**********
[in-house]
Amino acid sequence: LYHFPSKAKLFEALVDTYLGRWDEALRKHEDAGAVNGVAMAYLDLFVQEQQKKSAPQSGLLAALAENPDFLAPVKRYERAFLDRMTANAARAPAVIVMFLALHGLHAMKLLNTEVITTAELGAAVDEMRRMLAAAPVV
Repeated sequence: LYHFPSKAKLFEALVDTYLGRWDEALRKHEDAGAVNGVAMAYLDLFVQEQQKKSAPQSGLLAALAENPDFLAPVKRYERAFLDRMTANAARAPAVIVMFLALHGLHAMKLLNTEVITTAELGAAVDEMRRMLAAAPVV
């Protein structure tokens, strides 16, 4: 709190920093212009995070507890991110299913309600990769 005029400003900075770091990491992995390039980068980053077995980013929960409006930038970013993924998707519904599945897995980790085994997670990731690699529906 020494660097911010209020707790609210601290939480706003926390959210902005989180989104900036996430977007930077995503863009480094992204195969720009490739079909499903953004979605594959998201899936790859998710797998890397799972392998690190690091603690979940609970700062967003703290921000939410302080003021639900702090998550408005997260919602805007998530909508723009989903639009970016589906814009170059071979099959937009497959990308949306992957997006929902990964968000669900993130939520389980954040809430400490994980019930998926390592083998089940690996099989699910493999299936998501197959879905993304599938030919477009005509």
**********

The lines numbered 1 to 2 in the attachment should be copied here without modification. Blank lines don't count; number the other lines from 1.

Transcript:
[in-house]
Amino acid sequence: LYHFPSKAKLFEALVDTYLGRWDEALRKHEDAGAVNGVAMAYLDLFVQEQQKKSAPQSGLLAALAENPDFLAPVKRYERAFLDRMTANAARAPAVIVMFLALHGLHAMKLLNTEVITTAELGAAVDEMRRMLAAAPVV